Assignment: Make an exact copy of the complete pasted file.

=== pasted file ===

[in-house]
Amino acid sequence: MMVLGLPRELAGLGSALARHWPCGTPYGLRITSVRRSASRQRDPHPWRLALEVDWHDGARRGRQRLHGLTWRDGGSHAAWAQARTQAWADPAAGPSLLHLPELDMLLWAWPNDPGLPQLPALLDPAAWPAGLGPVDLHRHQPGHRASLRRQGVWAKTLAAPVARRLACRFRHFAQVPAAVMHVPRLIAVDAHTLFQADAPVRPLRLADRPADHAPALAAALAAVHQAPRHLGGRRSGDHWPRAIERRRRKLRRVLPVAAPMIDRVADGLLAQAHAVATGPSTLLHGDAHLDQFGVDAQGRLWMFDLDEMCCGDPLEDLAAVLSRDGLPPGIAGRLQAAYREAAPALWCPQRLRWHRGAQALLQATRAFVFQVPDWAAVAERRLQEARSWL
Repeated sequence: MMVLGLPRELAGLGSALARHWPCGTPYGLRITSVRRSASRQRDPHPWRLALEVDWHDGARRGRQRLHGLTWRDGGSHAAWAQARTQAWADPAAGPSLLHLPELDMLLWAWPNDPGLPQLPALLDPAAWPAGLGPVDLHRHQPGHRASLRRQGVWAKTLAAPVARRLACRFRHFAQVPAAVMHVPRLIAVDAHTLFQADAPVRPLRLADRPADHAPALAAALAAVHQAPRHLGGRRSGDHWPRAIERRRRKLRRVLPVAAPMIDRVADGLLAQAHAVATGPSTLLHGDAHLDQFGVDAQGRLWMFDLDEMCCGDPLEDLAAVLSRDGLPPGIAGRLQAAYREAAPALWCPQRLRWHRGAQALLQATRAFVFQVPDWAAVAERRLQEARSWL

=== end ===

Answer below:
[in-house]
Amino acid sequence: MMVLGLPRELAGLGSALARHWPCGTPYGLRITSVRRSASRQRDPHPWRLALEVDWHDGARRGRQRLHGLTWRDGGSHAAWAQARTQAWADPAAGPSLLHLPELDMLLWAWPNDPGLPQLPALLDPAAWPAGLGPVDLHRHQPGHRASLRRQGVWAKTLAAPVARRLACRFRHFAQVPAAVMHVPRLIAVDAHTLFQADAPVRPLRLADRPADHAPALAAALAAVHQAPRHLGGRRSGDHWPRAIERRRRKLRRVLPVAAPMIDRVADGLLAQAHAVATGPSTLLHGDAHLDQFGVDAQGRLWMFDLDEMCCGDPLEDLAAVLSRDGLPPGIAGRLQAAYREAAPALWCPQRLRWHRGAQALLQATRAFVFQVPDWAAVAERRLQEARSWL
Repeated sequence: MMVLGLPRELAGLGSALARHWPCGTPYGLRITSVRRSASRQRDPHPWRLALEVDWHDGARRGRQRLHGLTWRDGGSHAAWAQARTQAWADPAAGPSLLHLPELDMLLWAWPNDPGLPQLPALLDPAAWPAGLGPVDLHRHQPGHRASLRRQGVWAKTLAAPVARRLACRFRHFAQVPAAVMHVPRLIAVDAHTLFQADAPVRPLRLADRPADHAPALAAALAAVHQAPRHLGGRRSGDHWPRAIERRRRKLRRVLPVAAPMIDRVADGLLAQAHAVATGPSTLLHGDAHLDQFGVDAQGRLWMFDLDEMCCGDPLEDLAAVLSRDGLPPGIAGRLQAAYREAAPALWCPQRLRWHRGAQALLQATRAFVFQVPDWAAVAERRLQEARSWL